As is customary on Fridays, a new article went up today in Interpreter: A Journal of Latter-day Saint Faith and Scholarship:
“Plural Marriage: Beauty for Ashes,” by Julie A. Russell
Abstract: When Eliza R. Snow agreed to become one of Joseph Smith’s plural wives, she feared she would never be looked upon as a decent woman. Nevertheless, she accepted Joseph Smith’s proposal and eventually became a strong advocate of the practice. Reading about her understanding of plural marriage and the many testimonies of others who practiced it, I have realized that plural marriage teaches us much about humility, keeping God’s commandments, and following His prophets. In nineteenth-century America, it provided a way for women and men to set aside self and embark on a soul-refining journey filled with trials and obstacles that parallel many of the trials and obstacles of our day.
On the way up to Idaho today, we passed by a number of temples — first among them, of course, the one that’s taking shape not far from our home, across the freeway, in Orem. Passing through Layton, we exited the freeway for another reason, but decided to drive by the new temple there, which is rapidly moving toward completion. And we got off the freeway again in Twin Falls, primarily to take a look at Shoshone Falls (which were flowing at a much lower rate than the last time we were here, probably owing more to seasonal variation than to drought, but certainly not unaffected by the current water problems of the American West) but also to drive around the Twin Falls Idaho Temple.
Over the years I’ve had a thought recur to me in connection with the vicarious work for the dead that’s done in Latter-day Saint temples such as these. I know that I’ve mentioned it here before, but, with our recent trip to Germany very much in mind, I’m doing so again now:
One of the great achievements of the twentieth century was the application of industrial methods to the systematic extermination of mass numbers of humans. Monumental effort and even ingenuity were devoted to the systematic transformation of persons — unique individuals, with complex personalities and minds and non-reproducible biographies — into non-persons.
I’ve referred numerous times to my father’s involvement, along with elements of the Eleventh Armored Division, in the liberation of the Nazi death camp at Mauthausen, Austria. It was a pivotal event in his life, and we spoke about it on many occasions. So the phenomenon of the concentration camp has had a personal interest for me since I was a child. I revisited KZ-Mauthausen two or three weeks ago, just a couple of days after going for the first time to the site of KZ-Dachau. (A few years ago, I paid my respects at KZ-Buchenwald.)
And then there is the Soviet Gulag, so horrifyingly chronicled by the great Aleksandr Solzhenitsyn, whom I read extensively in high school. And Mao’s “Cultural Revolution.” And the Cambodian “killing fields.” And the Rwandan genocide. And the great Ukrainian “terror famine.” And on and on and on.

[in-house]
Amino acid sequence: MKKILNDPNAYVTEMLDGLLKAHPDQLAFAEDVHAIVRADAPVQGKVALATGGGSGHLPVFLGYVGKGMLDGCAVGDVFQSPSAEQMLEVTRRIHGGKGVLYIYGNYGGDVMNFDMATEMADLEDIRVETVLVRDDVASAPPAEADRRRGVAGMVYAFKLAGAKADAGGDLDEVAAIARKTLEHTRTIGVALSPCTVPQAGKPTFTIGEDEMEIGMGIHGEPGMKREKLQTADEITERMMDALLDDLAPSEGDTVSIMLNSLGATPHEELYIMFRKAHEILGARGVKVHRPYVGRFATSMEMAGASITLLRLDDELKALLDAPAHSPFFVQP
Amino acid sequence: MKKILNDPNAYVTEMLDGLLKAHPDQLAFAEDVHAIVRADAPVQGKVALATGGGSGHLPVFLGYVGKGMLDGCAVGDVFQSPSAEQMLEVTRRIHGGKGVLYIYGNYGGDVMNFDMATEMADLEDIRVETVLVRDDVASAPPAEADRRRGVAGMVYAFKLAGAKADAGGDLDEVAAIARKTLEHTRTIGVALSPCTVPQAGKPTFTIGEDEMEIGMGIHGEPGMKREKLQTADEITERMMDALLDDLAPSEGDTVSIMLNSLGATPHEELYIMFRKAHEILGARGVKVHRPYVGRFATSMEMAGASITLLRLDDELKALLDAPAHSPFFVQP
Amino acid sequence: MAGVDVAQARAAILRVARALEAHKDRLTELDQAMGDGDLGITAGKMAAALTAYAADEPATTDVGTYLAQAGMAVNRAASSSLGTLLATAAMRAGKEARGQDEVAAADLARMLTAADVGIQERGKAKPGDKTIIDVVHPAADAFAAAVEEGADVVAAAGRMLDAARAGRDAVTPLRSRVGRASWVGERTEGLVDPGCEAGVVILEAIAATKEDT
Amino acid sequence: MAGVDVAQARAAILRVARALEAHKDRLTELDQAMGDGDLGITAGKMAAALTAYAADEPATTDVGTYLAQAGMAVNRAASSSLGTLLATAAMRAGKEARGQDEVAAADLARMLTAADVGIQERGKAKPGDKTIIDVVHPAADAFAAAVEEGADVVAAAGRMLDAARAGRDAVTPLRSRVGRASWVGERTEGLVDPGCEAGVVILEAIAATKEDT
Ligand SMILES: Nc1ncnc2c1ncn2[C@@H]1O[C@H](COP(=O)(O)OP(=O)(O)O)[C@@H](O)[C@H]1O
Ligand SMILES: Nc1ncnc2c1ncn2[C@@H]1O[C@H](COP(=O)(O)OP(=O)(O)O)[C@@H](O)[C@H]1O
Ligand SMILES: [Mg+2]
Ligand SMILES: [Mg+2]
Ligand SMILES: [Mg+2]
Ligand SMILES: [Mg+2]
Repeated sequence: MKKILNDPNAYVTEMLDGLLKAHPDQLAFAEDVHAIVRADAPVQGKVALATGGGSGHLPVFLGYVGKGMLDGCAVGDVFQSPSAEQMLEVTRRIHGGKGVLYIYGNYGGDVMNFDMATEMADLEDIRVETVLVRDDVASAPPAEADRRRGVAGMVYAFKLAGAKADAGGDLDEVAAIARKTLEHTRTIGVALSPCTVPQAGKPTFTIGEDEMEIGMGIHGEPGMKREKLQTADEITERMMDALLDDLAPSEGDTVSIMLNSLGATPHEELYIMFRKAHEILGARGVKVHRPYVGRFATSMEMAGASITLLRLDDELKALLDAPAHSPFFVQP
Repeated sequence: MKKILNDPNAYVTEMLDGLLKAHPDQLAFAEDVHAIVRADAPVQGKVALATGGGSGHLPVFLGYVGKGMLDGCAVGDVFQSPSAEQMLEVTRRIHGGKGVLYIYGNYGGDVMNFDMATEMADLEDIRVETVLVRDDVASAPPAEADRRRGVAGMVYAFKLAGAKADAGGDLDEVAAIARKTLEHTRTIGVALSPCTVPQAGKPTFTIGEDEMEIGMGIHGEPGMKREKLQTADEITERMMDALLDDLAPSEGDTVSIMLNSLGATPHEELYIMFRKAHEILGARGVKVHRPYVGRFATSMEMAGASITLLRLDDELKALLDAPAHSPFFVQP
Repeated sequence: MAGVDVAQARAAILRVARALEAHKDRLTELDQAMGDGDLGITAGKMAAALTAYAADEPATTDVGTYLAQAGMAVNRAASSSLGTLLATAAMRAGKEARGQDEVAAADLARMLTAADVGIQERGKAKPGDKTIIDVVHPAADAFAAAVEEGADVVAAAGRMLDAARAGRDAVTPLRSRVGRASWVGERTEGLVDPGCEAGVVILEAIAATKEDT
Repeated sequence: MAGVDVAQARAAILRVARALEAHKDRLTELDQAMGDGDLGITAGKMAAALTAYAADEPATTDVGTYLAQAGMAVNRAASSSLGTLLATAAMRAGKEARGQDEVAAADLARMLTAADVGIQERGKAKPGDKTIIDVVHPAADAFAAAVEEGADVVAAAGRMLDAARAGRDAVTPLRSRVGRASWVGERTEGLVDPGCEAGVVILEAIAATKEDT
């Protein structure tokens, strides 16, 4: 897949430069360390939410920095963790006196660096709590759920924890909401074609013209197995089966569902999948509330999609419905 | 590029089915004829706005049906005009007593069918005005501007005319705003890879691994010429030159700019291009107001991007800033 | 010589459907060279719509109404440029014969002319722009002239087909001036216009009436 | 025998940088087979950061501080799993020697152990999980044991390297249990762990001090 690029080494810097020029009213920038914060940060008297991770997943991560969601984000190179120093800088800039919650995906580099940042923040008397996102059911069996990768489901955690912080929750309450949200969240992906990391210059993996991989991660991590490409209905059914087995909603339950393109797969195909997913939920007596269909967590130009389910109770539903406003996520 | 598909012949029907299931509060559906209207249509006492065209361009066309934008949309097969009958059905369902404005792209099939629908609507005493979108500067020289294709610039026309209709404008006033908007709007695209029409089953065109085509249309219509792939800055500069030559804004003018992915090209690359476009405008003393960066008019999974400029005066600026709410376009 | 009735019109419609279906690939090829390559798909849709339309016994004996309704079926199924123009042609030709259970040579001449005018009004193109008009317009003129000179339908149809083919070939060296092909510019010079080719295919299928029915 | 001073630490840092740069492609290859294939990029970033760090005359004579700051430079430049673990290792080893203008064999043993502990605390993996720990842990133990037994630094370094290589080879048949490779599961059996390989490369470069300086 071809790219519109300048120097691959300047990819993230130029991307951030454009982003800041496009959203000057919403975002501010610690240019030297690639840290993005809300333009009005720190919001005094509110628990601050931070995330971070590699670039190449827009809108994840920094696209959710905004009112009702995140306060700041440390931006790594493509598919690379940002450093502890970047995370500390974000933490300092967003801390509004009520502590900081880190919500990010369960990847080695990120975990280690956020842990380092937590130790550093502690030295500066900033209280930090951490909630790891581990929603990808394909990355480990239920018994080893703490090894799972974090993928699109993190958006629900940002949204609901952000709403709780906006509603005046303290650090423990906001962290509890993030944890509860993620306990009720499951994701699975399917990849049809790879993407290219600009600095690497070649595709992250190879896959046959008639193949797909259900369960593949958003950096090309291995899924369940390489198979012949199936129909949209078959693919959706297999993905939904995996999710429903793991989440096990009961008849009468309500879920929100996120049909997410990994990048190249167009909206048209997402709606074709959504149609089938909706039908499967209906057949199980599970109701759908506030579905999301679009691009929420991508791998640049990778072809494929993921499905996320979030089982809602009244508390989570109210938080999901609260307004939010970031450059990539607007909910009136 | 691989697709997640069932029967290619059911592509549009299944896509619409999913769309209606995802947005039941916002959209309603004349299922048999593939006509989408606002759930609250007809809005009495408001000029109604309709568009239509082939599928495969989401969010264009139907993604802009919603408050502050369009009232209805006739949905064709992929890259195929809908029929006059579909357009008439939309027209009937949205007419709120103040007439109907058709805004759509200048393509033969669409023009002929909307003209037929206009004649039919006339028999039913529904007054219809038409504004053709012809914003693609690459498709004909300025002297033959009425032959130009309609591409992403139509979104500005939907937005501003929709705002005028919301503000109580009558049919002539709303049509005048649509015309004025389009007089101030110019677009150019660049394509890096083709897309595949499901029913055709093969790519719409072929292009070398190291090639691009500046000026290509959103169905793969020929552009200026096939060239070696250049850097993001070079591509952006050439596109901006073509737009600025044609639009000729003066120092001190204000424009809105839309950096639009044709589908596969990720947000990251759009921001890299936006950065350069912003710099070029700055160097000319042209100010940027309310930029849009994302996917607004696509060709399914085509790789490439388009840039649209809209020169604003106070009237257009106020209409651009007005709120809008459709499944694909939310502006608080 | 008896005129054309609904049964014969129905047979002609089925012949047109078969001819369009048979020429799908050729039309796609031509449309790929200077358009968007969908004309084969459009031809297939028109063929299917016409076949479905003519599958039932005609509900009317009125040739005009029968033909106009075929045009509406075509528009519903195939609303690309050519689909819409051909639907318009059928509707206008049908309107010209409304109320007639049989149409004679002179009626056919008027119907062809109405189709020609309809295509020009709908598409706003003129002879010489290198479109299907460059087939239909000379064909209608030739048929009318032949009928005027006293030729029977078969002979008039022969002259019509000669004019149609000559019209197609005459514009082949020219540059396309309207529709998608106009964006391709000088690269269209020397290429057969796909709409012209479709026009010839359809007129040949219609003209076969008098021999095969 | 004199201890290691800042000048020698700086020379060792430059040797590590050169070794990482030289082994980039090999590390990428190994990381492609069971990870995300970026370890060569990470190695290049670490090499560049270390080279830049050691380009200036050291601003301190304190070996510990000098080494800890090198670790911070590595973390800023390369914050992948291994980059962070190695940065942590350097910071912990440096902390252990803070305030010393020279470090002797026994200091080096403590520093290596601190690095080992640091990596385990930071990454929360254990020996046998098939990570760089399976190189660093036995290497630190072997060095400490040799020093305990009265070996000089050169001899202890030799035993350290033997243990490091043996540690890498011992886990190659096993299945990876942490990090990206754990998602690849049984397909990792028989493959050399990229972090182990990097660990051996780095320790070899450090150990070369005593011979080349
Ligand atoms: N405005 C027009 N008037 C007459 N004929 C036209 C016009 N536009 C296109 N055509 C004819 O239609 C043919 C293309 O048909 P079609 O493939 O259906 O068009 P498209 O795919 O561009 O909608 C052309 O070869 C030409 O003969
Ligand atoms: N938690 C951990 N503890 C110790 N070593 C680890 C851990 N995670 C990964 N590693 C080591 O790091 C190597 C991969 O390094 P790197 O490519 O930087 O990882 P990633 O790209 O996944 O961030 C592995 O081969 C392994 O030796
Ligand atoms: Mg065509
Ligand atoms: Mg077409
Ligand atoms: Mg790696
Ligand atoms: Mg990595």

I’ve felt it a duty to visit such places as Mauthausen, and Gusen, and Dachau, and Buchenwald. And the Holocaust Museum in Washington DC. And Yad Vashem, in Jerusalem. These visits are horrible, but, to me, they’re necessary.
One of the most haunting places in Yad Vashem is a hall of records containing the names of Holocaust victims. Book after book after book after book. But just as horrifying is the acknowledgment in that hall that there are entire Jewish villages and towns that were completely wiped out. No records survive. We don’t even know the names of those who died.
The Nazis’ goal was not only extermination or liquidation. It was erasure. And so it has been with other totalitarian regimes.
And I contrast to that the vicarious work of the temples, where we try to remember and to devote individual attention, so far as we’re able, to everybody who has ever lived. No matter how obscure or insignificant.
On the morning that I first formulated my thoughts, we attended the temple in San Diego, California. That day, my wife was assigned the name of a French woman who lived in the late 1500s. I received the name of a man named Joshua Wilson, who was married in Pope County, Illinois, on 5 August 1830. As Latter-day Saint temple-goers will know, such matters are fairly typical when we visit the temple to perform vicarious ordinances for the dead.
I tried to imagine Joshua Wilson’s life. He was, I’m guessing, most likely born around 1805 or 1810. That would have made him a bit old to have participated in the American Civil War — during which Pope County, notwithstanding strong ties to the South, contributed an exceptionally large number of Union soldiers — but it’s certainly conceivable that he fought nonetheless, and it’s rather more likely than not that he had at least one son who did. Perhaps a son who died in the fighting.
Anyway, it’s also probable that nobody has spoken the names of either Joshua Wilson or that sixteenth-century French lady for many generations. (In her case, for perhaps several centuries.) Even for Joshua Wilson, there’s likely nobody alive who ever knew anybody who knew him. He and she have both been forgotten. And let’s have no sentimental twaddle about how they live on in the memories of their descendants. Because they don’t. Unless it’s in the memory of a family history researcher.
In the temples of the Latter-day Saints, however, their names have been spoken again. They’ve been remembered. Valued. Served.
That’s a remarkable thing. The temples stand in direct opposition to the extermination camps of the Nazis and the Communists. They are monuments to Latter-day Saint belief in the immortality and the worth — the eternal worth — of each individual human soul. They are, truly, revolutionary.
Posted from Sun Valley, Idaho